Competitive assholes who like other competitive assholes, who are mostly men.
But the bulk of the students are regular folks like me, who just wanted to study the field but didn't like the academia shit and hence left (and I am in the spectrum as well).
People discussing the so-called gender gap* in software engineering education always forget a "little" details: learning to program takes a lot of time and dedication. Basically, at least two/three years of 10 hours+ a day (university classes and homework, plus personal reading and projects). Most of this time is spend alone, behind a computer. Very few people are willing to follow this lifestyle, girls even more so because of the lack of face to face human contact it implies.
* which is not a real issue anyway: the software isn't worst because of the lack of women creating it. In addition, the same people are totally fine with 80-100% girls in language and humanities degrees which means their real goal isn't "equality", which is reached already because universities don't select people and education is free (speaking of France here; we hear the same gender-gap bullshit).
And, obviously to anyone who works in the industry, software development is a team sport. I spent a couple years as a product marketing manager back at Arbor Networks, doing no software development at all, just product pricing and definition and sales team enablement, and I take more meetings as a software developer than I ever did as a PM. So the idea that women are deterred from tech because it's so antisocial doesn't hold up, either.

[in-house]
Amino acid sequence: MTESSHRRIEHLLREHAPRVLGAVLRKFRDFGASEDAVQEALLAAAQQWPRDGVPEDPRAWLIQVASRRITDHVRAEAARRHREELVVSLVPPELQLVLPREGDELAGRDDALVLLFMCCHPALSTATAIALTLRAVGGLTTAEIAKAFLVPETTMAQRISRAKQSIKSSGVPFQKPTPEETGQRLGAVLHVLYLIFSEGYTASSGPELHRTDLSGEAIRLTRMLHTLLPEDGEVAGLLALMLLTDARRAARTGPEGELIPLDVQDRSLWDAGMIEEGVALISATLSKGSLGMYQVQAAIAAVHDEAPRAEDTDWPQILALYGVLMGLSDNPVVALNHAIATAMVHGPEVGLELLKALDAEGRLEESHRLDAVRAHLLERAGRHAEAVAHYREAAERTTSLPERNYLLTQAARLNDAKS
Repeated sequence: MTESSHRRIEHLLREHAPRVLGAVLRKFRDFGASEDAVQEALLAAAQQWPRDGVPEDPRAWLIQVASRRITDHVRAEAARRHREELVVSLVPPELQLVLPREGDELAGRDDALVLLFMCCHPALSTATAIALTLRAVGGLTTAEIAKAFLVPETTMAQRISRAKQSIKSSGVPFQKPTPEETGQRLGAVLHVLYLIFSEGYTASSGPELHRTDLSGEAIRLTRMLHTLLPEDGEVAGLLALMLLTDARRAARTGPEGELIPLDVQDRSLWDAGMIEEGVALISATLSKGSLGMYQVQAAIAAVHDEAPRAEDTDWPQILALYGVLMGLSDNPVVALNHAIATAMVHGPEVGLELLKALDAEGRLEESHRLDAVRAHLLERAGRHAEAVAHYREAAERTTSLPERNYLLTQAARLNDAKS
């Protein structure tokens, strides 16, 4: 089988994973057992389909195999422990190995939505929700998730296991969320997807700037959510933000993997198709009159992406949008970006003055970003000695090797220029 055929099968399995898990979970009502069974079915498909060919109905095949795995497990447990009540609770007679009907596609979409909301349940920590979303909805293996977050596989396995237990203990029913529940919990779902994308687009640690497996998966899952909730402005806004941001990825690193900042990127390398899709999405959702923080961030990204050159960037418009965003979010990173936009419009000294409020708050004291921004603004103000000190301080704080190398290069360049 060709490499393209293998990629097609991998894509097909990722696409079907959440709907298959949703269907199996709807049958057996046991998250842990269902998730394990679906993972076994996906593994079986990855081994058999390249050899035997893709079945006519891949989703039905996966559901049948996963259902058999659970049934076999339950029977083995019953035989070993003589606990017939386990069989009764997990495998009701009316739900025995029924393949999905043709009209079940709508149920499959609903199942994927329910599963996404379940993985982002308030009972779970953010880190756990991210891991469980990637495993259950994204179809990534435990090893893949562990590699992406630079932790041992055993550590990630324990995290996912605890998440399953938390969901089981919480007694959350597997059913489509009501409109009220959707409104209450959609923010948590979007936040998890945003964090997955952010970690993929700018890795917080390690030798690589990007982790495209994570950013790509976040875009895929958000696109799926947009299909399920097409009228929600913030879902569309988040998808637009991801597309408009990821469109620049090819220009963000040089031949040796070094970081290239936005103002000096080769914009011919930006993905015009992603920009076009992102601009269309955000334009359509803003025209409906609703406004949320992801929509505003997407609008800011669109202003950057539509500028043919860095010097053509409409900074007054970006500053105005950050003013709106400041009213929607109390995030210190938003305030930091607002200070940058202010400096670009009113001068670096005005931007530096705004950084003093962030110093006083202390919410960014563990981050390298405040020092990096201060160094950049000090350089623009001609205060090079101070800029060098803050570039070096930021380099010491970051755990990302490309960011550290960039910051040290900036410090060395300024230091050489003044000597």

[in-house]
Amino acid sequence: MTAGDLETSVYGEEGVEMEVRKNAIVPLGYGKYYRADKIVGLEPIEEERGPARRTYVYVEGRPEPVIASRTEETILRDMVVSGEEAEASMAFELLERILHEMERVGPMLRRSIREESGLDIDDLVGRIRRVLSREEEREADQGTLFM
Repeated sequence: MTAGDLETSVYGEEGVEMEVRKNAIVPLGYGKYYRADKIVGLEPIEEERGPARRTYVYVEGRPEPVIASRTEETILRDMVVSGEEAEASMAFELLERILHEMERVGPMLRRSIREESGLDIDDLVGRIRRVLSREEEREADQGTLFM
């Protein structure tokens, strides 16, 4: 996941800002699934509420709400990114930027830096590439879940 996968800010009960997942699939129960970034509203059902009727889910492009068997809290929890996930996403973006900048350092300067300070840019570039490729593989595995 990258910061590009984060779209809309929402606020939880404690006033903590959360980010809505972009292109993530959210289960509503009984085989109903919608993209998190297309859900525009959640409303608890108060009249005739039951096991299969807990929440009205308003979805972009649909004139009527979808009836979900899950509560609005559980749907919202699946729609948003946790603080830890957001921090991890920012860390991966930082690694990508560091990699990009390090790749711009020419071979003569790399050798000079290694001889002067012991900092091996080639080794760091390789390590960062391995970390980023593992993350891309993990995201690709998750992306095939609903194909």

Heh. And don't forget that they have to have "passion," been playing with computers before they could walk, spend all their spare time doing side projects in GitHub, etc.
There are few fields where there's such a widespread sense of exceptionalism with a belief that studying a field in university and then simply working conscientiously at it in a day job is considered utterly inadequate by so many.
Wait. You mean the ten years I spent in K'un-Lun learning how to press Return before I was allowed to declare my first variable ... doesn't _everybody_ have to do that?
What background did these people have? Are you sure it's not sampling bias?
I taught programming to a class of kids who didn't choose to be there: their parents made them come. Some kids were immediately "naturals", the rest struggled, and the gap remained no matter what we tried.
This sounds like a common problem across all subjects.